Brexit, an unresolved personal issue between London and Paris | International – Market Research Telecast

Posted: November 28, 2021 at 10:00 pm

When Goscinny and Uderzo published Asterix in Brittany, In 1965, and Oblix kept repeating throughout history that these British are crazy, General de Gaulle had already made every effort to veto the entry of the United Kingdom into the then European Economic Community. The head-on clash between two unrepeatable political personalities, such as Boris Johnson and Emmanuel Macron, could simply be one more chapter in the eternal tension between the two nations, were it not for the emotional catalytic effect that Brexit has had on that relationship.

The British are sovereign in their decisions, and may well think that [esas decisiones] They are not our business, but the truth is that they are. Because this was a divorce, they divorced us , explained in March to the AFP agency in her Paris apartment Sylvie Bermann, the one who was French ambassador to the United Kingdom from 2014 to 2017. Her book Goodbye Britannia, published months earlier, it was a declaration of love betrayed to the British and a visceral attack on Johnson, whom he defined as a stubborn liar.

Every time Macron has punched the table, and threatened to twist Londons arm, he has resorted to the same argument: the lack of seriousness of his interlocutor in Downing Street. If one does not respect what was negotiated, nothing is worthy of respect. I believe in the soundness of the treaties, and in the need to take matters seriously, the French president said in June, hours before heading to Cornwall, on the British coast, for the G-7 meeting.

Macron, as he has not stopped doing all this time, was once again exercising poly little of the EU, reproached Johnson for his unilateral breach of the Northern Ireland protocol (the cornerstone of the Brexit agreement). And burst, incidentally, the first attempt at the new Great Britain Global dreamed by Eurosceptics of being a relevant international actor. In the new confrontation this week, after the death on Wednesday of 27 people trying to cross the English Channel and reach British shores, Macron has once again questioned the prime ministers disposition.

According to Paris, the attempt to seek avenues of cooperation in the face of the migration crisis had been exploited by the indiscretion of Johnson, who had published on Twitter the letter he had just sent to the French president. Those methods surprise me, they are not very serious. It is not normal for two leaders to communicate with each other through tweets and make their correspondence public, Macron said this Friday.

The troubles between the two politicians have become a constant in international meetings. At the inauguration of the last Climate Change Summit in Glasgow, a cloud of journalists caught the French president in the corridors of the Convention Center. They did not want to ask him about the urgency of reducing carbon dioxide emissions, but about the ultimatum, which was going to expire in a few hours, on account of the fishing conflict between London and Paris. A Scottish ship was still held in French port, and the Macron government threatened to block access to the coast of the British fleet and reimpose tight customs controls on the Calais border. London, in return, wielded the warning to invoke the safeguard and arbitration mechanisms of the trade agreement signed with Brussels. An attack from Paris would be considered an attack by the EU.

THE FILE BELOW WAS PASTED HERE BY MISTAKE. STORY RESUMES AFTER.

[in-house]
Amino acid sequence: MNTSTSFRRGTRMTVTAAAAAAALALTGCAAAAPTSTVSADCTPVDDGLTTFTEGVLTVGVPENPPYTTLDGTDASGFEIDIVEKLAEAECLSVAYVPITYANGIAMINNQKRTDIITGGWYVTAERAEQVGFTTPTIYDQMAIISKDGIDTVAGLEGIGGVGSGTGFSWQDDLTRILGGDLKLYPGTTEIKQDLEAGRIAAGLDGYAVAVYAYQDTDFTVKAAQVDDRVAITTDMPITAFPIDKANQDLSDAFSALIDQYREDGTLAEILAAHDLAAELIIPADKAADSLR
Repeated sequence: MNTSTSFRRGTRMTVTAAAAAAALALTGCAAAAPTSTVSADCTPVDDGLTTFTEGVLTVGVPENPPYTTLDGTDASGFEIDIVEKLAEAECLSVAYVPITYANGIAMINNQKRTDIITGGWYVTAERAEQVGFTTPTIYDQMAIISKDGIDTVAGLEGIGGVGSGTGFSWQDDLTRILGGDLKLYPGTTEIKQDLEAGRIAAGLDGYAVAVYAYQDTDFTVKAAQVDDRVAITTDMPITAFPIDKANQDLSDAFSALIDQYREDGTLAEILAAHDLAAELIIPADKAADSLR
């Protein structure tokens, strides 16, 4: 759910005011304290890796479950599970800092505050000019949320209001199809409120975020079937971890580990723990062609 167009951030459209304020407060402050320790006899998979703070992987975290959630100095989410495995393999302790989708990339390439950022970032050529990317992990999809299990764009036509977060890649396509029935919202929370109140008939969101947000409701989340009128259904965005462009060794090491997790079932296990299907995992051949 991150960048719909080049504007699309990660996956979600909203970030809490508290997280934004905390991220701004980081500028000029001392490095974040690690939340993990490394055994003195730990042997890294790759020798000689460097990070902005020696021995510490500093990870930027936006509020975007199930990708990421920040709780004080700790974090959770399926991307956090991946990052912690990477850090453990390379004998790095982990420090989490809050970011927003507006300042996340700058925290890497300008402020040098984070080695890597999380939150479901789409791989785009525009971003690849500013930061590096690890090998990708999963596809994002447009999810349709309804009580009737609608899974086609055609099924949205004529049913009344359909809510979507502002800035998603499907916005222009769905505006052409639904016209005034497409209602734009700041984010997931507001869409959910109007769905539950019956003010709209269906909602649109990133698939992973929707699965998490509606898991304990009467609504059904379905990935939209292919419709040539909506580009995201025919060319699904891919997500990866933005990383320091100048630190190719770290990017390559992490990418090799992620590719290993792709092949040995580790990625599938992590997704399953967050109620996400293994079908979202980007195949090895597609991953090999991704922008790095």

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There are domestic and international political reasons for the continuing hyperbole that is the relationship between London and Paris. A few months before a presidential election in which Macron feels the breath of the populist right on his neck, the national reaffirmation at the cost of the prfida Albin usually works. And in the midst of a gasoline shortage and queues at service stations, a lack of labor and immigration lack of control, Johnson has found in France the perfect scapegoat to purge his shortages. But in addition, Macron openly detests the British negotiating maneuvers, which represent the opposite of the Cartesian rationalism and Napoleonic positivism on which the negotiating strategy and the legal solidity of the EU are based. Johnson, on the other hand, is convinced that France remains determined to prove that Brexit was a mistake for which the United Kingdom must suffer.

November 2020 marked the 10th anniversary of the last major bilateral agreement between London and Paris: David Cameron and Nicolas Sarkozy signed the Lancaster House agreements, which expanded and strengthened military and defense cooperation between the two nations. This terrain has been the only one in which, historically, there have never been mutual doubts (with the exception of the confrontation between Tony Blair and Jacques Chirac on account of the Iraq war). Here too everything has been put up for auction, after Paris saw as incomprehensible disloyalty the AUKUS agreement forged last September between Australia, the United States and the United Kingdom, which took France by surprise from the contract of the century with the country Austral, for the construction and sale of new submarines.

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Brexit, an unresolved personal issue between London and Paris | International - Market Research Telecast

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